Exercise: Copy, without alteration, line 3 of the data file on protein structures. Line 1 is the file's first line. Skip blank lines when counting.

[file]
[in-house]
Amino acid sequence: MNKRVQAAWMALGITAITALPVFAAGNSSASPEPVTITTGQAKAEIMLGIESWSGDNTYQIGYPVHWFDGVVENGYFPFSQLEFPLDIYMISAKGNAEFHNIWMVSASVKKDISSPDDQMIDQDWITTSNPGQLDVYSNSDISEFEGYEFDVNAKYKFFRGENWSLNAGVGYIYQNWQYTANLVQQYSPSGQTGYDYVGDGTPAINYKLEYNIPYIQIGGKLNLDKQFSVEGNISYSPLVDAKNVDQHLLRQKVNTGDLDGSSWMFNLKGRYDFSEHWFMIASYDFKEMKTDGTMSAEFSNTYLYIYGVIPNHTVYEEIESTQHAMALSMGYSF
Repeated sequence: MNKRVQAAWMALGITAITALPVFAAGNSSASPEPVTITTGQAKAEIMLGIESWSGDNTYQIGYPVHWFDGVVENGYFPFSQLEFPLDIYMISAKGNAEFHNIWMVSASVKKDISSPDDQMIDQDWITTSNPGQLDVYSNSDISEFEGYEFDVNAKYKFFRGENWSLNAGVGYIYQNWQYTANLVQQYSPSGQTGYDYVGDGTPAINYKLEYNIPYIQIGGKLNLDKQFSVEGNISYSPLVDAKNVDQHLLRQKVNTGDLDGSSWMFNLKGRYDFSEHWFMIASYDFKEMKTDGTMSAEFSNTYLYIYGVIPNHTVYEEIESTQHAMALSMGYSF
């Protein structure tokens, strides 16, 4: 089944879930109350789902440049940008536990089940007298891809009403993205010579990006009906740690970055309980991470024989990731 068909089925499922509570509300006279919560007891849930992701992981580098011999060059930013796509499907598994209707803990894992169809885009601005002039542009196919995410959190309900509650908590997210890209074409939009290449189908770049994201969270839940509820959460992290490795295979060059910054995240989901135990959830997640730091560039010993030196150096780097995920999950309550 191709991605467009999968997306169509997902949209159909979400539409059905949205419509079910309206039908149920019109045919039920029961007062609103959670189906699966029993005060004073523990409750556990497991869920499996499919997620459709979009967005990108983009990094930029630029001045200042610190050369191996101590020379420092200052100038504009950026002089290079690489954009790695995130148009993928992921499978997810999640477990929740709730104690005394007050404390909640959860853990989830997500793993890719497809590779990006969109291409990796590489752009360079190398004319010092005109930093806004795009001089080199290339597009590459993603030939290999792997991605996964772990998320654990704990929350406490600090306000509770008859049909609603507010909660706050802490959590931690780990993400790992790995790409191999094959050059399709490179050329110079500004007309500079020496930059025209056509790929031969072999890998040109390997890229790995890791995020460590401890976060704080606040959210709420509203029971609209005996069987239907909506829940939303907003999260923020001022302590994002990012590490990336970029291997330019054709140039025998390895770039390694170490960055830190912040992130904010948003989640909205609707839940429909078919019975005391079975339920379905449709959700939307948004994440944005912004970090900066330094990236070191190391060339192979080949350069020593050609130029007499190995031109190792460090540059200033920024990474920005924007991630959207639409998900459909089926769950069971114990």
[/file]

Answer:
Repeated sequence: MNKRVQAAWMALGITAITALPVFAAGNSSASPEPVTITTGQAKAEIMLGIESWSGDNTYQIGYPVHWFDGVVENGYFPFSQLEFPLDIYMISAKGNAEFHNIWMVSASVKKDISSPDDQMIDQDWITTSNPGQLDVYSNSDISEFEGYEFDVNAKYKFFRGENWSLNAGVGYIYQNWQYTANLVQQYSPSGQTGYDYVGDGTPAINYKLEYNIPYIQIGGKLNLDKQFSVEGNISYSPLVDAKNVDQHLLRQKVNTGDLDGSSWMFNLKGRYDFSEHWFMIASYDFKEMKTDGTMSAEFSNTYLYIYGVIPNHTVYEEIESTQHAMALSMGYSF